If a person being in the dark begins to look for any source of light in panic, shouts, waves his hands or fights in hysterics, it can be concluded that he has a mental disorder called nictophobia. People suffering from this disease experience uncontrollable fear of darkness. Usually the patient cannot explain what exactly he is afraid of in dark places, but still tries to avoid them in every possible way.
How to Identify Nictophobia?
As a rule, people with nictophobia avoid going outside at night. They are afraid to be in unlit buildings and to go down into the dark passages. Patients who have to spend the night at home alone experience the worst feelings. They leave the light in the room turned on (or leave the lamp on), and immediately take out a candle or flashlight in the case of a power outage. Sometimes, patients with nictophobia keep the television or radio on during the whole night to create the illusion of presence of other people in the room. At the same time, many patients still cannot sleep properly – their sleep is superficial and accompanied by nightmares. The physiological symptoms of the fear of darkness include:
- differential pressure;
- heart palpitation at night;
- increased sweating;
- pulsation in stomach;
- strong delicacy;
- trembling of the body.
People with nyctophobia usually try to hide their anxiety and rarely seek for professional help because of surrounding people tend to think that the fear of dark in adults is a sign of cowardice and immaturity.
Causes of the Fear and Methods of Treatment
In order to understand how to deal with nictophobia, it is necessary to understand what has provoked the development of such a disorder:
- Personal negative experience. Any terrible event happened in the dark that traumatized the human psyche (attack, robbery, fire in the apartment, etc.) often leads to the development of nictophobia. Panic attacks, heart attack, severe headaches which occurred at night can also cause avoidance of darkness.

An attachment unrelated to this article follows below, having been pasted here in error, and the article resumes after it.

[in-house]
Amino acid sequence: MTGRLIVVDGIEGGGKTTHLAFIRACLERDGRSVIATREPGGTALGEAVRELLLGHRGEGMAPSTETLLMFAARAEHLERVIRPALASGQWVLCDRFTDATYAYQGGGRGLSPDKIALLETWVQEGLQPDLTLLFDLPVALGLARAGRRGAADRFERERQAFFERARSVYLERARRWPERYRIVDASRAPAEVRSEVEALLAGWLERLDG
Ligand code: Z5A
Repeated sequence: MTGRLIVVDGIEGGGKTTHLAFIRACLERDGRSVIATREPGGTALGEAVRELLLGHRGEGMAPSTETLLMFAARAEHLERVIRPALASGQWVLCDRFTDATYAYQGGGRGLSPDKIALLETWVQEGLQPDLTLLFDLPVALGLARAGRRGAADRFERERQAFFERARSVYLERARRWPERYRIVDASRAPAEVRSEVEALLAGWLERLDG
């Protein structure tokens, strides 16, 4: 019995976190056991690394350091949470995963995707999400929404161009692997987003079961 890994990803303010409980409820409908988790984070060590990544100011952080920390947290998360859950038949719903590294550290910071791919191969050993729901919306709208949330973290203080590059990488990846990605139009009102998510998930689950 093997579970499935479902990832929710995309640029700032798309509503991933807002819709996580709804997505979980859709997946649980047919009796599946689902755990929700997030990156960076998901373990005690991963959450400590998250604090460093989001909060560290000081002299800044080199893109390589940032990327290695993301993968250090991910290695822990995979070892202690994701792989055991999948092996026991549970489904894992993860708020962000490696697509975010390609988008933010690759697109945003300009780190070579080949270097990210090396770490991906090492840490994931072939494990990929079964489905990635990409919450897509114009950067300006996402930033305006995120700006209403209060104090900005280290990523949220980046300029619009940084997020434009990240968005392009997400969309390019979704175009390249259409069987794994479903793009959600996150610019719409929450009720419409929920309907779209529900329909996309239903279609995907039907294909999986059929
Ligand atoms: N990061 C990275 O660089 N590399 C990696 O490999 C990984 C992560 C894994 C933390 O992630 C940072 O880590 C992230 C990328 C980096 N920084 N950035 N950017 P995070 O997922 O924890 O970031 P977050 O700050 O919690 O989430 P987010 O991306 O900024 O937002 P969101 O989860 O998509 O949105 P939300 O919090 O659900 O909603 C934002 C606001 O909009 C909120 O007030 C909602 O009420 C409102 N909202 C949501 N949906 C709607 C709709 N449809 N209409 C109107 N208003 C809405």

- Existing neurotic disorder. Sometimes nictophobia can develop on the background of thanatophobia (panic fear of death), because many people associate the darkness with the underworld.
- Fears from childhood. A person can start to avoid the darkness because of the fear that he experienced in childhood. Children watch horror movies and listen to “horror stories”, which tell that monsters appear in the house at night. In addition, parents often intimidate young children with dark rooms in response to whims and disobedience. However, it should be noted that the fear of the dark in childhood, which is accompanied by symptoms such as unwillingness to sleep alone in the room or the desire to leave the light on at night, in most cases passes by itself and does not declare itself in adulthood.
Suspicious and timid people with a negative perception of the world are more prone to the disease. They are insecure, indecisive and vulnerable. Such individuals can easily convince themselves that when they are in the dark something terrible will happen to them (robbery, beating or even murder). These reflections can eventually turn into uncontrollable panic, forcing the person to avoid staying in the dark by all possible means. Several methods can be used to treat the disorder.
- Cognitive and behavioral technique. This technique is primarily aimed at identifying and studying the causes of fear of dark places. During the therapy, the patient and the doctor actively discuss the patient’s fantasies and fears, as well as examples of irrational behavior and thinking.
- Play therapy. During the psychotherapeutic game, the patient faces his fears and learns how to deal with them, selects the best way out of the situation.
- Art therapy. Creative techniques are effective when working with negative experiences. This method allows the patient to understand himself better and to express his emotions.
- Immersion method. This approach involves immersing the patient in real situations that cause panic and fear. Psychotherapeutic work takes place directly in a dark room.
Timely treatment of nictophobia can greatly facilitate the life of both the patient and his family. However, before you diagnose a neurotic disease, you should remember that every person can experience some anxiety in the dark (for example, after watching a horror movie or when returning home alone), and such anxiety is not the beginning of nictophobia.